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Review

A Bright Future for Fluorescence Imaging of Fungi in Living Hosts

1
MRC Centre for Medical Mycology at the University of Aberdeen, Institute of Medical Sciences, University of Aberdeen, Foresterhill, Aberdeen AB25 2ZD, UK
2
Institute of Microbiology and Infection, School of Biosciences, University of Birmingham, Birmingham B15 2TT, UK
*
Author to whom correspondence should be addressed.
J. Fungi 2019, 5(2), 29; https://doi.org/10.3390/jof5020029
Received: 25 February 2019 / Revised: 27 March 2019 / Accepted: 29 March 2019 / Published: 3 April 2019

Abstract

Traditional in vivo investigation of fungal infection and new antifungal therapies in mouse models is usually carried out using post mortem methodologies. However, biomedical imaging techniques focusing on non-invasive techniques using bioluminescent and fluorescent proteins have become valuable tools. These new techniques address ethical concerns as they allow reduction in the number of animals required to evaluate new antifungal therapies. They also allow better understanding of the growth and spread of the pathogen during infection. In this review, we concentrate on imaging technologies using different fungal reporter proteins. We discuss the advantages and limitations of these different reporters and compare the efficacy of bioluminescent and fluorescent proteins for fungal research.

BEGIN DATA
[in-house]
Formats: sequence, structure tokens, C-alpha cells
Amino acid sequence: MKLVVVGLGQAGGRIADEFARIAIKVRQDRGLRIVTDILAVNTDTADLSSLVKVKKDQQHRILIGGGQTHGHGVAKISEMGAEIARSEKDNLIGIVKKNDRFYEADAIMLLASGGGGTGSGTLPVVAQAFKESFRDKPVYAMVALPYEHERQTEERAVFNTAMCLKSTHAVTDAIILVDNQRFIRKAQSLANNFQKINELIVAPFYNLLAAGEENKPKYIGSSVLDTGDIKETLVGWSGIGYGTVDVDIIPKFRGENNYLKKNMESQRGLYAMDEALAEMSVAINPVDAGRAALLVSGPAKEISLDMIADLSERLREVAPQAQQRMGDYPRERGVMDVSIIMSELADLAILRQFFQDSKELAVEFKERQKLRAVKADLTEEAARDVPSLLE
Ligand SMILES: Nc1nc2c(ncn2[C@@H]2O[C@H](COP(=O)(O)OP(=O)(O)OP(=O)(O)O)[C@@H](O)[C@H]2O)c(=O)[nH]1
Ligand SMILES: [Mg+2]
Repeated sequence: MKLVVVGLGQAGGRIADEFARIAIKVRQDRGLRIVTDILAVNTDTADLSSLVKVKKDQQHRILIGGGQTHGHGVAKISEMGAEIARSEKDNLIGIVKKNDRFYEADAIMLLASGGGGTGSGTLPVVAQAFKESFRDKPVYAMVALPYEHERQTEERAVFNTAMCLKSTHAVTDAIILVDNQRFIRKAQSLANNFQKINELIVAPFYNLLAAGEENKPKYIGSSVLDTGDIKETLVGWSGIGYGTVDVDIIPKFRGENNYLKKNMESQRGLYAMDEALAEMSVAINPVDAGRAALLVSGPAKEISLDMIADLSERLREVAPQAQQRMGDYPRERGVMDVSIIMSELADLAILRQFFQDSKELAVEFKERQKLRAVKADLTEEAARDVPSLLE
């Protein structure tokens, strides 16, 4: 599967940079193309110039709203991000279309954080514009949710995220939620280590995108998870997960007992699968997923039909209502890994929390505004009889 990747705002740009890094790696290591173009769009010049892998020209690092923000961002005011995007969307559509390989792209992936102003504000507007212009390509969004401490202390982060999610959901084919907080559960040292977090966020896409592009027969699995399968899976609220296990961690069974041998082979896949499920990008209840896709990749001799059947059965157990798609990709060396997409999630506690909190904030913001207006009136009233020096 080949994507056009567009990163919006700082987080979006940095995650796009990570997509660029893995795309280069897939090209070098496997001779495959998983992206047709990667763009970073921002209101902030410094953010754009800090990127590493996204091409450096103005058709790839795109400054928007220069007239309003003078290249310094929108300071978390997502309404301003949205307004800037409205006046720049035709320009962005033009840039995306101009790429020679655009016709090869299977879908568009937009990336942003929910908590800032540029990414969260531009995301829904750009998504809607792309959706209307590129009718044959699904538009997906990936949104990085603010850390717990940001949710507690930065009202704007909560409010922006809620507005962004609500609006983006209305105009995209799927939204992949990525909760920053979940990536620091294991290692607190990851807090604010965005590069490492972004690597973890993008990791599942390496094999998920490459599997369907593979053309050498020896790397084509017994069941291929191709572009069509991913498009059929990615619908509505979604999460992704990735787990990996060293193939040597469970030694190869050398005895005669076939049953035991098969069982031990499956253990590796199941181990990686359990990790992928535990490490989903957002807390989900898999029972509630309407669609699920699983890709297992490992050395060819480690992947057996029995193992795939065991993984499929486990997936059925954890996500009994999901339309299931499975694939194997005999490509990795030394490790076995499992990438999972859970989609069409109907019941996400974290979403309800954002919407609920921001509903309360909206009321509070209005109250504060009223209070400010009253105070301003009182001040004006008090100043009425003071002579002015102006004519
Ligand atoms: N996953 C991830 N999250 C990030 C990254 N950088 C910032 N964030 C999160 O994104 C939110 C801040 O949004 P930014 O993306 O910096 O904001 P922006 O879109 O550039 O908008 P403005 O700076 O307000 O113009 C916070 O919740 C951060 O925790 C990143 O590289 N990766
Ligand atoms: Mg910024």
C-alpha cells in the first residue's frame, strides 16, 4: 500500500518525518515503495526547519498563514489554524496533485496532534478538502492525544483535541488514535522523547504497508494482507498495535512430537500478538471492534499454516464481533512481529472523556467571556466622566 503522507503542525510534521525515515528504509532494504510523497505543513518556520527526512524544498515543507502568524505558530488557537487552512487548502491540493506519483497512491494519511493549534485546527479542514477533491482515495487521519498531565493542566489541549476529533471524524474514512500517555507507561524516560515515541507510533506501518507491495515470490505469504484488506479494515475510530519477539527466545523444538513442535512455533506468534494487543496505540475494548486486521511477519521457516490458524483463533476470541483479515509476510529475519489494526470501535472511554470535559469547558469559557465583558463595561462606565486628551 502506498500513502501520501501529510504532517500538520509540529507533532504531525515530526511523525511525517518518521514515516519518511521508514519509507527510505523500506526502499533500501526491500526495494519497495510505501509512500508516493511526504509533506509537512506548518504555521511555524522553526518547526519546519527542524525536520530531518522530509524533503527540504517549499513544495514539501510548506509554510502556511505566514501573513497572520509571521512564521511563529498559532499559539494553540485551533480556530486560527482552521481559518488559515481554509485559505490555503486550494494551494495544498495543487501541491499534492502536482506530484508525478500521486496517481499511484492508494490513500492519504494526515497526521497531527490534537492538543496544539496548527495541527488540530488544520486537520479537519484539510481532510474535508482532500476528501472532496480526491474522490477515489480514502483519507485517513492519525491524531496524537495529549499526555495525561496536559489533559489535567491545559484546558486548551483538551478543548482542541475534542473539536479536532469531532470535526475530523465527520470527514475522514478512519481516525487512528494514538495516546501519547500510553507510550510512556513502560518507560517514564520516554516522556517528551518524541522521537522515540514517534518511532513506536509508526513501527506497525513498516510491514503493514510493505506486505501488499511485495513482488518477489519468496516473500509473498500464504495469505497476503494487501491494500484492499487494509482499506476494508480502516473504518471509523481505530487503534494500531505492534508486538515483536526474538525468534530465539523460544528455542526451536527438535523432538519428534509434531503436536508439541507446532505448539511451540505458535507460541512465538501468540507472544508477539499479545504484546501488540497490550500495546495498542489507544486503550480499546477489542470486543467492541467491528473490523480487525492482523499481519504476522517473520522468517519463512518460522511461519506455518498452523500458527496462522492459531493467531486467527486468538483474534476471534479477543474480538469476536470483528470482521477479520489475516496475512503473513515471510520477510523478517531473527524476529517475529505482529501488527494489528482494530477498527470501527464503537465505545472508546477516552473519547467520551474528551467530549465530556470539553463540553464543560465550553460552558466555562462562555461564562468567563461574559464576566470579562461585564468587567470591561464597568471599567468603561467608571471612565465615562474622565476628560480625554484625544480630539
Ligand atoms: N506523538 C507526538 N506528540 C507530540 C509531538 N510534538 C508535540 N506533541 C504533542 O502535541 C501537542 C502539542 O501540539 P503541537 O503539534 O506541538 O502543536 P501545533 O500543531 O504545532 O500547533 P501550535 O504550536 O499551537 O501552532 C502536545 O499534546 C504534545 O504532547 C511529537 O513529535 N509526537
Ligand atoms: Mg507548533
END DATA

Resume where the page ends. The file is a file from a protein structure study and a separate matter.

Keywords: fluorescent reporters; bioluminescence; iRFP; live imaging; infection models; 3Rs fluorescent reporters; bioluminescence; iRFP; live imaging; infection models; 3Rs